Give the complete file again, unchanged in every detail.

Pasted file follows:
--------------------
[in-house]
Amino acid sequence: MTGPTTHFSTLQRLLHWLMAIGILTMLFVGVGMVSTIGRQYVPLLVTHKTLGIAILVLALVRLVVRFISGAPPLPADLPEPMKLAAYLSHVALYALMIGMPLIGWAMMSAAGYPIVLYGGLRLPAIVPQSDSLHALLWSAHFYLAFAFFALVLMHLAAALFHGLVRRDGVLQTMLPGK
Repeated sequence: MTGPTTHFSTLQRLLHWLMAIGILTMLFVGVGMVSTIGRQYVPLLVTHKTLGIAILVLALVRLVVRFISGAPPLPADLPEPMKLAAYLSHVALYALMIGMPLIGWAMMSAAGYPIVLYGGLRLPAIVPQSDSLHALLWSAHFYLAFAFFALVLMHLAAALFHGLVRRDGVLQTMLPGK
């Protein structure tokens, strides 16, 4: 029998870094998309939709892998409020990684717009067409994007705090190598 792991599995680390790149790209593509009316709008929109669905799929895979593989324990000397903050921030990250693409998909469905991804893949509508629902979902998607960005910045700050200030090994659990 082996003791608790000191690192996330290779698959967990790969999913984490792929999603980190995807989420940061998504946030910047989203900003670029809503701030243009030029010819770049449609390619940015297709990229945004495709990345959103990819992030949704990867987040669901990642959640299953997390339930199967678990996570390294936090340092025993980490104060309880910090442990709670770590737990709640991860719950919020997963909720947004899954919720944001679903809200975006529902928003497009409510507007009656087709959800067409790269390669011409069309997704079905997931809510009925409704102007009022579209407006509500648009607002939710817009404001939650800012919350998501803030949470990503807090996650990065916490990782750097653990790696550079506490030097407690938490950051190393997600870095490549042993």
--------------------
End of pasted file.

[in-house]
Amino acid sequence: MTGPTTHFSTLQRLLHWLMAIGILTMLFVGVGMVSTIGRQYVPLLVTHKTLGIAILVLALVRLVVRFISGAPPLPADLPEPMKLAAYLSHVALYALMIGMPLIGWAMMSAAGYPIVLYGGLRLPAIVPQSDSLHALLWSAHFYLAFAFFALVLMHLAAALFHGLVRRDGVLQTMLPGK
Repeated sequence: MTGPTTHFSTLQRLLHWLMAIGILTMLFVGVGMVSTIGRQYVPLLVTHKTLGIAILVLALVRLVVRFISGAPPLPADLPEPMKLAAYLSHVALYALMIGMPLIGWAMMSAAGYPIVLYGGLRLPAIVPQSDSLHALLWSAHFYLAFAFFALVLMHLAAALFHGLVRRDGVLQTMLPGK
């Protein structure tokens, strides 16, 4: 029998870094998309939709892998409020990684717009067409994007705090190598 792991599995680390790149790209593509009316709008929109669905799929895979593989324990000397903050921030990250693409998909469905991804893949509508629902979902998607960005910045700050200030090994659990 082996003791608790000191690192996330290779698959967990790969999913984490792929999603980190995807989420940061998504946030910047989203900003670029809503701030243009030029010819770049449609390619940015297709990229945004495709990345959103990819992030949704990867987040669901990642959640299953997390339930199967678990996570390294936090340092025993980490104060309880910090442990709670770590737990709640991860719950919020997963909720947004899954919720944001679903809200975006529902928003497009409510507007009656087709959800067409790269390669011409069309997704079905997931809510009925409704102007009022579209407006509500648009607002939710817009404001939650800012919350998501803030949470990503807090996650990065916490990782750097653990790696550079506490030097407690938490950051190393997600870095490549042993």